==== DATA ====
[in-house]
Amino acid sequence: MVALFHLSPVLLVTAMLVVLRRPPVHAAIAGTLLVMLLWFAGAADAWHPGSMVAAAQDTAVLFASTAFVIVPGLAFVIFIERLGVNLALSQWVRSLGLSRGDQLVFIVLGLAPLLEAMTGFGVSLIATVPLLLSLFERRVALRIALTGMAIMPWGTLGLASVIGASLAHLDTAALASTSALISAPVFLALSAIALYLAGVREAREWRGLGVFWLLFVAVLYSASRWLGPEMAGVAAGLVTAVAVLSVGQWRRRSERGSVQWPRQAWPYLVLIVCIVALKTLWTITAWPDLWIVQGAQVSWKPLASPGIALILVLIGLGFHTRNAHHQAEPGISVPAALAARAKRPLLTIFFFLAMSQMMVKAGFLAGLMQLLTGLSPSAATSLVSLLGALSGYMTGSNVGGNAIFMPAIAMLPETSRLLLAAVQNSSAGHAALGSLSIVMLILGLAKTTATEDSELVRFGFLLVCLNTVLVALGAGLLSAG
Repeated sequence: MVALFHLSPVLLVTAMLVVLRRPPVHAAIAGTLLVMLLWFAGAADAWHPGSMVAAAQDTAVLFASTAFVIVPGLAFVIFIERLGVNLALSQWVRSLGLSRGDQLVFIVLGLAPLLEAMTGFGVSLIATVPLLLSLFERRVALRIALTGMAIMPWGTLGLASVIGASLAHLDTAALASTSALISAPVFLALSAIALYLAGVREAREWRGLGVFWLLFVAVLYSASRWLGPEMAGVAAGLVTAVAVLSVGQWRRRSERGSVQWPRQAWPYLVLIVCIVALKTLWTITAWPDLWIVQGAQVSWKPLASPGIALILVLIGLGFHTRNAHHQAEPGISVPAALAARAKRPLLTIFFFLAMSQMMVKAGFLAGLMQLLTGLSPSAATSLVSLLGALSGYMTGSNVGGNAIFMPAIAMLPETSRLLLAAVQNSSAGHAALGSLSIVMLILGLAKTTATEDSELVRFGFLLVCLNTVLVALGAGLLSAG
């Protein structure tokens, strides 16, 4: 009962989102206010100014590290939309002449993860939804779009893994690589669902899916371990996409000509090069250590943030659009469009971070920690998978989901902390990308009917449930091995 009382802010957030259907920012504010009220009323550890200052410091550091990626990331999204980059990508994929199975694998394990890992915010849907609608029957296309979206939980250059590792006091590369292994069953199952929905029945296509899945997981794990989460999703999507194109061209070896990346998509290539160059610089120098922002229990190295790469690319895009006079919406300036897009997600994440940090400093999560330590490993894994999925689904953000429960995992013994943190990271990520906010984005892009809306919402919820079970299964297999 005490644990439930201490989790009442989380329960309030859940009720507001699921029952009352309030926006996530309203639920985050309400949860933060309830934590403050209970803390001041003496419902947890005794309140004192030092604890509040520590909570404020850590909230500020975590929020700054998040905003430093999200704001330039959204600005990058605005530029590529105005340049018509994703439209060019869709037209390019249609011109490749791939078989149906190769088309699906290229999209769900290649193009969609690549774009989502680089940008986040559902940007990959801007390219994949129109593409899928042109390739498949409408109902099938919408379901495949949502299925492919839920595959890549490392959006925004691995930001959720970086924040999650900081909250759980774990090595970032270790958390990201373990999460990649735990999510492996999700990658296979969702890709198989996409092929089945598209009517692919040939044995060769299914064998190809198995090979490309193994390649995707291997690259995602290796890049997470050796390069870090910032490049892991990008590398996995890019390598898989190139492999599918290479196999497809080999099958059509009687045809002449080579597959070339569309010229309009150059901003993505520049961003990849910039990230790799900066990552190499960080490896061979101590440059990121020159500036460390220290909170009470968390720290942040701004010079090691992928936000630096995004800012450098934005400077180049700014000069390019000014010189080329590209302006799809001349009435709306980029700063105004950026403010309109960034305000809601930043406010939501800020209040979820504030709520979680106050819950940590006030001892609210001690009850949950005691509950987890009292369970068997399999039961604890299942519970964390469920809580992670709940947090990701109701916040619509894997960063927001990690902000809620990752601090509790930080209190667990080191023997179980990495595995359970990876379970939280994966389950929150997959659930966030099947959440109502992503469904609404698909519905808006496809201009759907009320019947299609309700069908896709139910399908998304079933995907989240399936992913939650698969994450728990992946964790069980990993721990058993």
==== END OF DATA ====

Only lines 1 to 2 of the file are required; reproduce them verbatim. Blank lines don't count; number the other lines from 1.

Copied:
[in-house]
Amino acid sequence: MVALFHLSPVLLVTAMLVVLRRPPVHAAIAGTLLVMLLWFAGAADAWHPGSMVAAAQDTAVLFASTAFVIVPGLAFVIFIERLGVNLALSQWVRSLGLSRGDQLVFIVLGLAPLLEAMTGFGVSLIATVPLLLSLFERRVALRIALTGMAIMPWGTLGLASVIGASLAHLDTAALASTSALISAPVFLALSAIALYLAGVREAREWRGLGVFWLLFVAVLYSASRWLGPEMAGVAAGLVTAVAVLSVGQWRRRSERGSVQWPRQAWPYLVLIVCIVALKTLWTITAWPDLWIVQGAQVSWKPLASPGIALILVLIGLGFHTRNAHHQAEPGISVPAALAARAKRPLLTIFFFLAMSQMMVKAGFLAGLMQLLTGLSPSAATSLVSLLGALSGYMTGSNVGGNAIFMPAIAMLPETSRLLLAAVQNSSAGHAALGSLSIVMLILGLAKTTATEDSELVRFGFLLVCLNTVLVALGAGLLSAG